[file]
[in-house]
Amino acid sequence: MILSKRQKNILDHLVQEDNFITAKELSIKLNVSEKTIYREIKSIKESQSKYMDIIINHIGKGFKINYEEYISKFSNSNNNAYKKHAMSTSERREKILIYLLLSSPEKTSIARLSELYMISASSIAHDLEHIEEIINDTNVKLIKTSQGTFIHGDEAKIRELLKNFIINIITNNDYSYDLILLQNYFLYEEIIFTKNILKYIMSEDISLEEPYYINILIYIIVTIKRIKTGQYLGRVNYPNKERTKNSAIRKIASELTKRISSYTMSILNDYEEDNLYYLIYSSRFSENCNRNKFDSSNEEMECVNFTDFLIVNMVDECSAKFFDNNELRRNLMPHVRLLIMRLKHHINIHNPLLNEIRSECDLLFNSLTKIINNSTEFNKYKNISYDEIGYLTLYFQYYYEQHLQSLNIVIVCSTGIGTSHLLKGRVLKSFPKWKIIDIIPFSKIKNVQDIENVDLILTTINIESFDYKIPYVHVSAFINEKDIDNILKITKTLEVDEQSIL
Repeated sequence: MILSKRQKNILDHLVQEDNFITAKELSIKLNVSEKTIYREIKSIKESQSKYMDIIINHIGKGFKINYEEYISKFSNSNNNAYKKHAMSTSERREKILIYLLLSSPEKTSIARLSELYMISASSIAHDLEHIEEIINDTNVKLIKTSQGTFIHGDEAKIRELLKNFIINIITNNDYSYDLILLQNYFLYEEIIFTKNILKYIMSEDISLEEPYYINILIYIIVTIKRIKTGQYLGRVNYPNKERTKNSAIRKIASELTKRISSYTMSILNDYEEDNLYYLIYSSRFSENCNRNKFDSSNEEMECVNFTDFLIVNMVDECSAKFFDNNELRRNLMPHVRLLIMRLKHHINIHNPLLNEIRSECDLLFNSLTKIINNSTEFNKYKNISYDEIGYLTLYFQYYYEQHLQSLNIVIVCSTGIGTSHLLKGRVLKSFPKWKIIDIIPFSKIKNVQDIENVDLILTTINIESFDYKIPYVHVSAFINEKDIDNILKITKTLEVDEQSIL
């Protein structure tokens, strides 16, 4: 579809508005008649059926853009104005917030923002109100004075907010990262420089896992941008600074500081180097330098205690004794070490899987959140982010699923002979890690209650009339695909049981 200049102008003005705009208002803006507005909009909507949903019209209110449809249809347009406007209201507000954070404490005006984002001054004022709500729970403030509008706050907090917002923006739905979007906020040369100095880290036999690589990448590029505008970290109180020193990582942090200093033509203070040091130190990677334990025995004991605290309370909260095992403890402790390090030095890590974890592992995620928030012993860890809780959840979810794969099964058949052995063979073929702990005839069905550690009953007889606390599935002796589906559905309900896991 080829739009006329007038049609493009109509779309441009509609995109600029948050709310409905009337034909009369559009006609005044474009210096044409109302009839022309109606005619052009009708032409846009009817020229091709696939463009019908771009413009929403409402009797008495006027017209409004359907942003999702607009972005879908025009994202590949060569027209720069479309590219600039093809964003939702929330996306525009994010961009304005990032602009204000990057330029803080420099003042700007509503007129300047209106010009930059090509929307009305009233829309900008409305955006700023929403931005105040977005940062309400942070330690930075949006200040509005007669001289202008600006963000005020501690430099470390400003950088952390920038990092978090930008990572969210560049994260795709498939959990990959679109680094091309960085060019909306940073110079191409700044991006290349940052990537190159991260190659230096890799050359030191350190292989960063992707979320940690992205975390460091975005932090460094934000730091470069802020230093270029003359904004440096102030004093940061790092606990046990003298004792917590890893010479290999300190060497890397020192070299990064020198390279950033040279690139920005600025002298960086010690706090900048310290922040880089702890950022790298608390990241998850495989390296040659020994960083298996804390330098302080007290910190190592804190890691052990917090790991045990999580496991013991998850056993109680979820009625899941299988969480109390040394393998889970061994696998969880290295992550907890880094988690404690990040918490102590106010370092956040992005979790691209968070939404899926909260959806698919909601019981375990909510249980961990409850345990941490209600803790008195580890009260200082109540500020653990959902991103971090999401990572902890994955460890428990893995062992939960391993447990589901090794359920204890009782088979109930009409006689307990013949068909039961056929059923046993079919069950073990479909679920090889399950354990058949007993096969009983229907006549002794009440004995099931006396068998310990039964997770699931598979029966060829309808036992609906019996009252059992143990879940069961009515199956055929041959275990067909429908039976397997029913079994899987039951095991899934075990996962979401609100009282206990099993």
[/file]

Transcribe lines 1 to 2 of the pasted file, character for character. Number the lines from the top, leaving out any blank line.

[in-house]
Amino acid sequence: MILSKRQKNILDHLVQEDNFITAKELSIKLNVSEKTIYREIKSIKESQSKYMDIIINHIGKGFKINYEEYISKFSNSNNNAYKKHAMSTSERREKILIYLLLSSPEKTSIARLSELYMISASSIAHDLEHIEEIINDTNVKLIKTSQGTFIHGDEAKIRELLKNFIINIITNNDYSYDLILLQNYFLYEEIIFTKNILKYIMSEDISLEEPYYINILIYIIVTIKRIKTGQYLGRVNYPNKERTKNSAIRKIASELTKRISSYTMSILNDYEEDNLYYLIYSSRFSENCNRNKFDSSNEEMECVNFTDFLIVNMVDECSAKFFDNNELRRNLMPHVRLLIMRLKHHINIHNPLLNEIRSECDLLFNSLTKIINNSTEFNKYKNISYDEIGYLTLYFQYYYEQHLQSLNIVIVCSTGIGTSHLLKGRVLKSFPKWKIIDIIPFSKIKNVQDIENVDLILTTINIESFDYKIPYVHVSAFINEKDIDNILKITKTLEVDEQSIL